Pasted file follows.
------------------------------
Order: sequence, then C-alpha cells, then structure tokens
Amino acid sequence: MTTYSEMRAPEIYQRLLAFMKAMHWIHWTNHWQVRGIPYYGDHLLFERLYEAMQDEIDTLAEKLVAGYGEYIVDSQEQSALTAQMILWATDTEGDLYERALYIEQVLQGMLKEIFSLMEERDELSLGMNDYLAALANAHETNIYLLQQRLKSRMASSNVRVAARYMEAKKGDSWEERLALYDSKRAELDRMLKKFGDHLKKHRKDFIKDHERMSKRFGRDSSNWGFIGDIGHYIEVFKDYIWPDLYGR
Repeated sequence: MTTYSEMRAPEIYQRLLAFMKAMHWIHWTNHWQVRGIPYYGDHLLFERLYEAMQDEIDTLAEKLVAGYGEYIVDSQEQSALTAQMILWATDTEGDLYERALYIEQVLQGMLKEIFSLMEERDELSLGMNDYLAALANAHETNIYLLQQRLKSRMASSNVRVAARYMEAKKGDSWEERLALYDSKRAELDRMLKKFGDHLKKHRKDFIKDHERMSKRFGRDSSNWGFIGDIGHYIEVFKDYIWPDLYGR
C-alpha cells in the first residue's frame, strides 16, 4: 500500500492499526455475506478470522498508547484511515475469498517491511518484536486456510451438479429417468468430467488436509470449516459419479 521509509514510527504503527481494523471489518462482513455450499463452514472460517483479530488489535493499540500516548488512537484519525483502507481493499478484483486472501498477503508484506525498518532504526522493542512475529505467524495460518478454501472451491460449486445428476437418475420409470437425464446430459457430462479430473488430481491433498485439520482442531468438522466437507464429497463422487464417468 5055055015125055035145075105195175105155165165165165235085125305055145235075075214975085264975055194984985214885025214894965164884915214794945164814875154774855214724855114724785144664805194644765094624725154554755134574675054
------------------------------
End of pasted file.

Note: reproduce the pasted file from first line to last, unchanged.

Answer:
Order: sequence, then C-alpha cells, then structure tokens
Amino acid sequence: MTTYSEMRAPEIYQRLLAFMKAMHWIHWTNHWQVRGIPYYGDHLLFERLYEAMQDEIDTLAEKLVAGYGEYIVDSQEQSALTAQMILWATDTEGDLYERALYIEQVLQGMLKEIFSLMEERDELSLGMNDYLAALANAHETNIYLLQQRLKSRMASSNVRVAARYMEAKKGDSWEERLALYDSKRAELDRMLKKFGDHLKKHRKDFIKDHERMSKRFGRDSSNWGFIGDIGHYIEVFKDYIWPDLYGR
Repeated sequence: MTTYSEMRAPEIYQRLLAFMKAMHWIHWTNHWQVRGIPYYGDHLLFERLYEAMQDEIDTLAEKLVAGYGEYIVDSQEQSALTAQMILWATDTEGDLYERALYIEQVLQGMLKEIFSLMEERDELSLGMNDYLAALANAHETNIYLLQQRLKSRMASSNVRVAARYMEAKKGDSWEERLALYDSKRAELDRMLKKFGDHLKKHRKDFIKDHERMSKRFGRDSSNWGFIGDIGHYIEVFKDYIWPDLYGR
C-alpha cells in the first residue's frame, strides 16, 4: 500500500492499526455475506478470522498508547484511515475469498517491511518484536486456510451438479429417468468430467488436509470449516459419479 521509509514510527504503527481494523471489518462482513455450499463452514472460517483479530488489535493499540500516548488512537484519525483502507481493499478484483486472501498477503508484506525498518532504526522493542512475529505467524495460518478454501472451491460449486445428476437418475420409470437425464446430459457430462479430473488430481491433498485439520482442531468438522466437507464429497463422487464417468 5055055015125055035145075105195175105155165165165165235085125305055145235075075214975085264975055194984985214885025214894965164884915214794945164814875154774855214724855114724785144664805194644765094624725154554755134574675054